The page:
The Quest To Develop The Perfect Tasting Fewer Calories Soda Continues

by Trefis Team
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PepsiCo
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With New York City outlawing the sale of cola beverages larger than 16 oz. in restaurants, there is fear among investors that such a move could have a domino effect on other major cities. With this law, soft drink majors PepsiCo (NYSE:PEP) and Coca-Cola Co (NYSE:KO) remain more committed than ever to developing more mid-calorie and diet sodas.

While soft drink consumption has been declining for 7 consecutive years in the U.S., the diet versions have shown positive volume growth. Getting the right formula will certainly help eat up market share as well. Diet Coke has been doing that to Pepsi for a while now.

See full analysis for PepsiCo

Bitter Aftertaste

The problem with diet versions is that they don’t appeal to everyone. Although they contain zero calories, their taste differs from the flagship sodas. This is because the traditional sodas use high fructose corn syrup as a sweetener while diet versions often use aspartame. Aspartame has a bitter aftertaste and is a reason why diet drinks aren’t popular with everyone. Moreover, since aspartame is an artificial sweetener, it is viewed with skepticism by a certain segment of the population on its health consequences.

Recently, there were reports that PepsiCo was in the process of tweaking the formula of Diet Pepsi since the beverage often loses some of its taste at high temperatures and during the process of transportation. [1]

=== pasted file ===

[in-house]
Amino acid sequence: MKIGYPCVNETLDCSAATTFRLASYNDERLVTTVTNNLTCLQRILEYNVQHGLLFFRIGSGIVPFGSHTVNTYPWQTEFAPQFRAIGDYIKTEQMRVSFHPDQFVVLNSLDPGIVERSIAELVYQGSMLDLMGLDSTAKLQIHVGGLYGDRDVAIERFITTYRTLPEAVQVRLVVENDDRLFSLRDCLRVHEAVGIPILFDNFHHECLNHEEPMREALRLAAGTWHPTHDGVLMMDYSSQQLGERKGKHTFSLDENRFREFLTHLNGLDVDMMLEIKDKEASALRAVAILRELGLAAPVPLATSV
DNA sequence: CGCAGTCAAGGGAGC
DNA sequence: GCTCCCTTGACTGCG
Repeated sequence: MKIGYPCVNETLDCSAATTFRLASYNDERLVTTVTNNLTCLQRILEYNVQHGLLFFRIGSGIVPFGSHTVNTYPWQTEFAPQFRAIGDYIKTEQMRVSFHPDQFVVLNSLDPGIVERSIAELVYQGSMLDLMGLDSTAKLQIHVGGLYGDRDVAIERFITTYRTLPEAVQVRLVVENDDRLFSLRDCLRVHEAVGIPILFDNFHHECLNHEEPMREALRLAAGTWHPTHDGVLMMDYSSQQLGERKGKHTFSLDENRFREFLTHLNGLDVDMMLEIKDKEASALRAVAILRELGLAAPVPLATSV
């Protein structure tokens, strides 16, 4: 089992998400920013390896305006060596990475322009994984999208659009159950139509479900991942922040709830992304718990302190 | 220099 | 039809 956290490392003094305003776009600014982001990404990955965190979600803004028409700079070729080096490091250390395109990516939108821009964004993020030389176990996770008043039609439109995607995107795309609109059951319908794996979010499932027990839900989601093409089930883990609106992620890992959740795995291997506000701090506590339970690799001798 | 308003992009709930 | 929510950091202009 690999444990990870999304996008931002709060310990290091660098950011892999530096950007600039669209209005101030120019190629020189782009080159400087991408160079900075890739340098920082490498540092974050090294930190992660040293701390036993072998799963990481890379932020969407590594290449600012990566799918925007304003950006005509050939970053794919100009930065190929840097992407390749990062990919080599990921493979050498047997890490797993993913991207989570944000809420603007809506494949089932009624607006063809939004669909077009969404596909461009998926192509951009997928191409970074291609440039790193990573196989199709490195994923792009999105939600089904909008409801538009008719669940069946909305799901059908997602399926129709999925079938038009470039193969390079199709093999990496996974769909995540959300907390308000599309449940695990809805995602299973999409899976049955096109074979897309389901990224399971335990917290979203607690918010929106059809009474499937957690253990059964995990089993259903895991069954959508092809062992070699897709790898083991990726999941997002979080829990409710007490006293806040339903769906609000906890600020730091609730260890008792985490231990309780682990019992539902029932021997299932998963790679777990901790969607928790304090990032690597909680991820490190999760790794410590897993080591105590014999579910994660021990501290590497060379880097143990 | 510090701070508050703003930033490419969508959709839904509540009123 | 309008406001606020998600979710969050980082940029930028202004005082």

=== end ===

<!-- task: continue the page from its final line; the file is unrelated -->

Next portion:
The mid-calorie drinks launched in the last couple of years are an attempt to lure customers who don’t want to consume the calories present in a non-diet version but don’t like the taste of diet versions either. It also allows the beverage companies to target a different demographic set. For example, diet sodas usually attract more women and therefore Dr Pepper TENs marketing was primarily aimed at men. Both Dr Pepper TEN and Pepsi Next use a combination of high fructose syrup and aspartame (along with another artificial sweetener called acesulfame potassium). The cola companies hope to get rid of the aftertaste by using this combination as the sweetener.

Still, the biggest hope comes from stevia, the natural sweetener found mostly in South America. It was approved by the U.S. FDA in December 2008. Stevia is not entirely calorie free but it has fewer calories than high fructose syrup or sugar. Moreover, its natural angle gives it an edge over aspartame. The problem with this sweetener is again the bitter aftertaste associated with it. Thus, the soft drink companies are still in the process of perfecting the drinks so that consumers don’t feel a distinct aftertaste. As easy as it may sound, there are complications associated with the consistency of taste. Human taste is a complex science and it takes multiple variations of the same product to be tested in laboratories before the companies can be somewhat confident of the product’s success.

Therefore, the soft drink companies are not rushing into introducing stevia-sweetened drinks. Any slight change in the taste could see the sales plummeting. PepsiCo, for example, added stevia to SoBe in 2008. Volume sales have fallen from 431 million liters in 2007 to 318 million liters in 2011. Thus, the quest to develop the perfect tasting low-calorie/mid-calorie soda remains. The products that are successful here can be launched internationally as well.

We have a price estimate of $78 for PepsiCo, which is about 10% higher than the current market price.

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Notes:
  1. Diet Pepsi formula getting a sweetener tweak, August 31, 2012, wsj.com []
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